How to Prepare Yourself to Become a Successful Coach in Australian Rules Football

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So you want to be or have been asked to be a junior coach in Australian Rules Football. Below are some suggestions of how best to prepare yourself and continue your development as a coach.

Obviously, you ought to have played the game at some level. You don’t need to be a talented or above average player. Often less talented players make excellent coaches because they understand what they had to do to be successful.

Here are the ideas I believe you should consider.
Firstly, find yourself a mentor. This should be someone who most likely has been your coach in the past or a respected figure around your club. It could be a parent involved with your team who has coached or played at a high level. You could start as an assistant coach with the team coach becoming your mentor.

Secondly, as soon as you are appointed to coach a team at school or at a club, enrol in the level 1 Australian Football accredited course with your local league. Once you have coached a year or so and are ready to advance your coaching accreditation, enrol in a level 2 course. Level 3 course are also available for those wishing to coach at a higher level. 스포츠토토

Thirdly, create your own library of coaching books. When I first started to coach, there were very few books available on coaching our game. They concentrated mainly on skills training. Today there are many more that look into how the game is played. The first real book of this type came out in 1978. It was called “The Coach” and it detailed how Ron Barassi coached the North Melbourne team during 1977 to premiership glory in the Victorian Football League.

Next, watch and listen to others coaches. Listen to coaches discussing the game on TV, radio and other media. Slip out to the huddles at ¼ and ¾ time at your local club to listen to the coach’s instructions. Sit neat the bench to watch and listen to coach’s instructions to the runner.

Fifthly, watch TV programs that dissect games. This is, as far as my coaching career is concerned, a relatively new option. In my early coaching career, the only TV program that was available to me was the ABC program “The Winners” late on Sunday night. Once direct telecasts began, this helped the development of all coaches, especially in a minor football state like Queensland. In today’s world, a dedicated coach would subscribe to Fox Footy to be able to see not only every game each week but every program run after each game and during the week dissecting every aspect of each game.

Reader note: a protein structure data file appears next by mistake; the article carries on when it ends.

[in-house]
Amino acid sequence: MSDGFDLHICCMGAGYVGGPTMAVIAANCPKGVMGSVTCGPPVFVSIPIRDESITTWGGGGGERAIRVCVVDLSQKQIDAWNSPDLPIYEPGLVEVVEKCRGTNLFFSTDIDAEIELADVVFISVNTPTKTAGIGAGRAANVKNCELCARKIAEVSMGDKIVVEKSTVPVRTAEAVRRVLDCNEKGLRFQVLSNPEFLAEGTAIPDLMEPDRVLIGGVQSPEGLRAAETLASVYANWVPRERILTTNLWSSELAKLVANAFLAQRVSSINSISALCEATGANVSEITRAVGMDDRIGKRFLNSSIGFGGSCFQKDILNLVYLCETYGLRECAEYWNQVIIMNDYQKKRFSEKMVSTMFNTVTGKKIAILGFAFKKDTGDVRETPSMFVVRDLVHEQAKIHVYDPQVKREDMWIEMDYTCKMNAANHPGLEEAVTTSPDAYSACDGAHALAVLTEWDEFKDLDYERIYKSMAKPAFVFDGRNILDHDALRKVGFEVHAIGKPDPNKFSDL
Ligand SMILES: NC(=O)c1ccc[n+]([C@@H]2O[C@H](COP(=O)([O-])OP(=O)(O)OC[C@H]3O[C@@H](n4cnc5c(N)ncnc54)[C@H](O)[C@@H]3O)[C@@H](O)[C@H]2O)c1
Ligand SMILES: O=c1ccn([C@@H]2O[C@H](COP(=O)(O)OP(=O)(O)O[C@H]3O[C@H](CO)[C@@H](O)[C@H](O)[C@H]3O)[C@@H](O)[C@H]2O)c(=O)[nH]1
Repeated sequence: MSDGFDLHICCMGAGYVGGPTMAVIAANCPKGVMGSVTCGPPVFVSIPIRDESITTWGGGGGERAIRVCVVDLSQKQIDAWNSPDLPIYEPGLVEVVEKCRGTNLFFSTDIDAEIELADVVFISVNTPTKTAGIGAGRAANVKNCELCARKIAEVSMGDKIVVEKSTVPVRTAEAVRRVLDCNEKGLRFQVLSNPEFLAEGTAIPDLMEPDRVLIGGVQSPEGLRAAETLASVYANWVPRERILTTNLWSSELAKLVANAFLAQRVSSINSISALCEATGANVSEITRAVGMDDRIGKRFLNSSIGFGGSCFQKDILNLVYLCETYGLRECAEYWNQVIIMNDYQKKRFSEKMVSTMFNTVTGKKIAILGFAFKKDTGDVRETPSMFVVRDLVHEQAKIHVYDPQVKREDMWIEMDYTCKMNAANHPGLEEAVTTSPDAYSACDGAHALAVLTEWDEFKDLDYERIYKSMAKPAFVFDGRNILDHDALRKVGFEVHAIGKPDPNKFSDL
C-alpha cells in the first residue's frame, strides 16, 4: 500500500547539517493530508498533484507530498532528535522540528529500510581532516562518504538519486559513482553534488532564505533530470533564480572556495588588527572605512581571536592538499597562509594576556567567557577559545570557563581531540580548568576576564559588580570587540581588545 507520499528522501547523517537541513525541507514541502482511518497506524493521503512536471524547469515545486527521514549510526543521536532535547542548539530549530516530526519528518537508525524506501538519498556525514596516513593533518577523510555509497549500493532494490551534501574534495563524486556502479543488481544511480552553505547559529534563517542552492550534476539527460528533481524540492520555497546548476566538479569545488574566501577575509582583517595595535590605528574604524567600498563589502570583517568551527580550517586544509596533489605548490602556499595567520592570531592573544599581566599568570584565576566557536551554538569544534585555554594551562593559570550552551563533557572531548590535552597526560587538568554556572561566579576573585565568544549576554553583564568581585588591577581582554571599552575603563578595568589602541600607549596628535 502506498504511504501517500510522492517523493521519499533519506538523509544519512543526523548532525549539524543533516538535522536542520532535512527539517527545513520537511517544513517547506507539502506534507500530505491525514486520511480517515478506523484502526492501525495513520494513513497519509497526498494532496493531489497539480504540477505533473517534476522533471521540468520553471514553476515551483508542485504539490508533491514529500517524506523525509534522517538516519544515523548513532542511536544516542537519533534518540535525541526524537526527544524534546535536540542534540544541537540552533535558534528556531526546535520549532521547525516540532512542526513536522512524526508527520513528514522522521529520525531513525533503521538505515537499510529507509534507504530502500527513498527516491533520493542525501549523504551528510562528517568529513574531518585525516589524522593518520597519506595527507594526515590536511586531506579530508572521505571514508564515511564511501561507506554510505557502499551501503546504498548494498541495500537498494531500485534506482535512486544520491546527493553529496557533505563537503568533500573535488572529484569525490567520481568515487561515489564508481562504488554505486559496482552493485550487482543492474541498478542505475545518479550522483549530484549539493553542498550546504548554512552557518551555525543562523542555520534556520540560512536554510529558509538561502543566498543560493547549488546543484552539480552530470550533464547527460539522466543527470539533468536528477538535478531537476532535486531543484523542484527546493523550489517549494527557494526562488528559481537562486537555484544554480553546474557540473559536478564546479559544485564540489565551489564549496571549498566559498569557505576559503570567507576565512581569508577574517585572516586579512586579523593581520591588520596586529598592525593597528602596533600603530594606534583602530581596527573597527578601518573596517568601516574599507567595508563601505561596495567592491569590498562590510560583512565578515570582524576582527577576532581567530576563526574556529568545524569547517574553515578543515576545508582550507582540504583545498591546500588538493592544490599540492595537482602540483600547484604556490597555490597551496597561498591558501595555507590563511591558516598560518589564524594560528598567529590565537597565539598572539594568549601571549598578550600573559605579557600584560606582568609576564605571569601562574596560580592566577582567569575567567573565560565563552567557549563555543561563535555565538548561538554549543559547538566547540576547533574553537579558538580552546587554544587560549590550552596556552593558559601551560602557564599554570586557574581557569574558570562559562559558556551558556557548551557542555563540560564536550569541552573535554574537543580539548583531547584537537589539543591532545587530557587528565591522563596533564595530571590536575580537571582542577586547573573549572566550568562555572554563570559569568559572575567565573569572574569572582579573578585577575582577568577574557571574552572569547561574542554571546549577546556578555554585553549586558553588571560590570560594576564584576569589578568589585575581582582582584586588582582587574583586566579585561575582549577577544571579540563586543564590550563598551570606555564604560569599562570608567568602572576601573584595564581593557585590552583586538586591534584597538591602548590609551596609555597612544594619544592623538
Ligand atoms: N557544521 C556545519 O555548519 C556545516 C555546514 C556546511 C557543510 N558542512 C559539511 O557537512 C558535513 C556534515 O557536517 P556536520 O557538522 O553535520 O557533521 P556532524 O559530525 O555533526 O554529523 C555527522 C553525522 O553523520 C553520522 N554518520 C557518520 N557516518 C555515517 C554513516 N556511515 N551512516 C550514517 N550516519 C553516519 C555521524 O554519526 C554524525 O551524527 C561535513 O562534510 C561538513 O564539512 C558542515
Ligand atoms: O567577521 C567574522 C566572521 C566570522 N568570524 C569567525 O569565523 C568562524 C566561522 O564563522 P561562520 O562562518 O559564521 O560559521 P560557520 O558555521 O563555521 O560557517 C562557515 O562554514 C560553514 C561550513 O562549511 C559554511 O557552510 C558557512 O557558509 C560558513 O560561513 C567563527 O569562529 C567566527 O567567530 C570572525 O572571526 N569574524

Then, transfer what new ideas you have learnt to your team. When you hear a new idea, note it down and try it with your team ASAP. Don’t discard it if it does not work immediately. You may need to pick the right time to introduce it.
Seventh, complete a basic first aid and strapping training as you may need to become a backup for your club trainer.

Learn how to umpire if only for your team’s practice games. You should
a. Buy a rule book.
b. Make sure you read how each rule should be interpreted.
c. Do, at least, a level one field umpire’s course.
d. Umpire practice games with your team as a starting point;
e. Watch experienced umpires to gain experience on how rules are applied.
f. Discuss new rules/interpretations with players early in the season’s training.
g. Watch practice games to note how these new rules are being applied to advice your team.

Lastly, create your own coaching file. It should include:
• Copies of your team addresses, notes from game breaks and so on;
• Team selections and notes on game success and losses;
• Notes on skills and faults of your players;
• Player traits, playing positions;
• Coaching tips;
• Tactics to use;
• Notes on grounds;
• A library of books on football;
• Notes on opposition teams; and
• Videotape of games that show some tactic or skill at work.

You should constantly review your coaching file particularly at the start of the season and before any finals in which your team plays to look for ideas to improve your coaching and your team’s development.

It is important to remember that your education as a coach has no end point. The rules and the way the game is played is ever changing. So you must continue to think about the game and discuss ideas with other club coaches and your coaching mentor.

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